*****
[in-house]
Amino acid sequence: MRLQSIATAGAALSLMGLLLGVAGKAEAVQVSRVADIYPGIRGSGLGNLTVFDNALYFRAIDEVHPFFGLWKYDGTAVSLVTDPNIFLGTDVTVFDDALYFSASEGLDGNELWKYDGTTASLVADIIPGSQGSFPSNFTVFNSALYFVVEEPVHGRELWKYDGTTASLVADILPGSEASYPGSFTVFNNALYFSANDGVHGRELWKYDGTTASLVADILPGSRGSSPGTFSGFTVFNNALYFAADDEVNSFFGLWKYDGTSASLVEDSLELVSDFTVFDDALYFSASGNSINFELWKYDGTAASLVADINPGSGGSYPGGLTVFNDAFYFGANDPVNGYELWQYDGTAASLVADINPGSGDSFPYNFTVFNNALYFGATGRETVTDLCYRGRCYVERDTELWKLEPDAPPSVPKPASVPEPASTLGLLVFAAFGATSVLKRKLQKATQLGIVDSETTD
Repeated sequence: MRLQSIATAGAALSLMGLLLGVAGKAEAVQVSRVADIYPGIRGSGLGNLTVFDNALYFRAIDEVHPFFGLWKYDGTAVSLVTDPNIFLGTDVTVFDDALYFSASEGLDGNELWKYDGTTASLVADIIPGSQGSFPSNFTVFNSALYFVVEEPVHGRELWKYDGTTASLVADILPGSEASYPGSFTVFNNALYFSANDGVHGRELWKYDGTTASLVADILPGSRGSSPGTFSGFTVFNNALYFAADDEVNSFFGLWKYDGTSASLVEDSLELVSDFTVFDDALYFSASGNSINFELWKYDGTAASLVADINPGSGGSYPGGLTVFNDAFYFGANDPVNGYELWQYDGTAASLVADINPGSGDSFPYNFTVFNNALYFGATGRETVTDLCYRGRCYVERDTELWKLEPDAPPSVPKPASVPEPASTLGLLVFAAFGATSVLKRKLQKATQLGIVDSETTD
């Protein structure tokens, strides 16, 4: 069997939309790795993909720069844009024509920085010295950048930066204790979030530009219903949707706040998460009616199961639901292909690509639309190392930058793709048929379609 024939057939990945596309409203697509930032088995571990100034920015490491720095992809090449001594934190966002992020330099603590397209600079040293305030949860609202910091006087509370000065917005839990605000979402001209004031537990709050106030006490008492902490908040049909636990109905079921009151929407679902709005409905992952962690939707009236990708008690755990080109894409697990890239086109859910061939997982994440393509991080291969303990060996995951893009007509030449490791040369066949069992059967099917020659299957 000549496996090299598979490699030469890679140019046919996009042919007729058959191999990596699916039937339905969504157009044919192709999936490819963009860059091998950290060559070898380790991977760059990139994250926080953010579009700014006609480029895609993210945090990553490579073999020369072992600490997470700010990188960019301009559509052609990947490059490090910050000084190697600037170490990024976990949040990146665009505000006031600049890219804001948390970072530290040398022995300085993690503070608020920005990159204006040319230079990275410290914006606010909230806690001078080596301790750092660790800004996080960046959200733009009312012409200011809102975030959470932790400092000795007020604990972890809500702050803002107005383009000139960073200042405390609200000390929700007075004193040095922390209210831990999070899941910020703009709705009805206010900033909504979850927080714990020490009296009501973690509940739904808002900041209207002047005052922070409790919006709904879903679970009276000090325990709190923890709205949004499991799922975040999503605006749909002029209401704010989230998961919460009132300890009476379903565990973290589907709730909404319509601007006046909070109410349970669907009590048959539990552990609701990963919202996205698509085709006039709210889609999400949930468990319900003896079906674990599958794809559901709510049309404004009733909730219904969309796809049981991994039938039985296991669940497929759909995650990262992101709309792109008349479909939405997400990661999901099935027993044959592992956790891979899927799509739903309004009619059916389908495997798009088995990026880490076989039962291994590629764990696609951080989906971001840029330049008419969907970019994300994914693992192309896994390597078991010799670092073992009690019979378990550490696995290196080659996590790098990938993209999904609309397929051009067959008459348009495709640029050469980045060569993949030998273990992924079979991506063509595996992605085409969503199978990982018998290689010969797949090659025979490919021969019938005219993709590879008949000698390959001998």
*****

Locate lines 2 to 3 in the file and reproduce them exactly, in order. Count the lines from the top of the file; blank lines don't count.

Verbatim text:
Amino acid sequence: MRLQSIATAGAALSLMGLLLGVAGKAEAVQVSRVADIYPGIRGSGLGNLTVFDNALYFRAIDEVHPFFGLWKYDGTAVSLVTDPNIFLGTDVTVFDDALYFSASEGLDGNELWKYDGTTASLVADIIPGSQGSFPSNFTVFNSALYFVVEEPVHGRELWKYDGTTASLVADILPGSEASYPGSFTVFNNALYFSANDGVHGRELWKYDGTTASLVADILPGSRGSSPGTFSGFTVFNNALYFAADDEVNSFFGLWKYDGTSASLVEDSLELVSDFTVFDDALYFSASGNSINFELWKYDGTAASLVADINPGSGGSYPGGLTVFNDAFYFGANDPVNGYELWQYDGTAASLVADINPGSGDSFPYNFTVFNNALYFGATGRETVTDLCYRGRCYVERDTELWKLEPDAPPSVPKPASVPEPASTLGLLVFAAFGATSVLKRKLQKATQLGIVDSETTD
Repeated sequence: MRLQSIATAGAALSLMGLLLGVAGKAEAVQVSRVADIYPGIRGSGLGNLTVFDNALYFRAIDEVHPFFGLWKYDGTAVSLVTDPNIFLGTDVTVFDDALYFSASEGLDGNELWKYDGTTASLVADIIPGSQGSFPSNFTVFNSALYFVVEEPVHGRELWKYDGTTASLVADILPGSEASYPGSFTVFNNALYFSANDGVHGRELWKYDGTTASLVADILPGSRGSSPGTFSGFTVFNNALYFAADDEVNSFFGLWKYDGTSASLVEDSLELVSDFTVFDDALYFSASGNSINFELWKYDGTAASLVADINPGSGGSYPGGLTVFNDAFYFGANDPVNGYELWQYDGTAASLVADINPGSGDSFPYNFTVFNNALYFGATGRETVTDLCYRGRCYVERDTELWKLEPDAPPSVPKPASVPEPASTLGLLVFAAFGATSVLKRKLQKATQLGIVDSETTD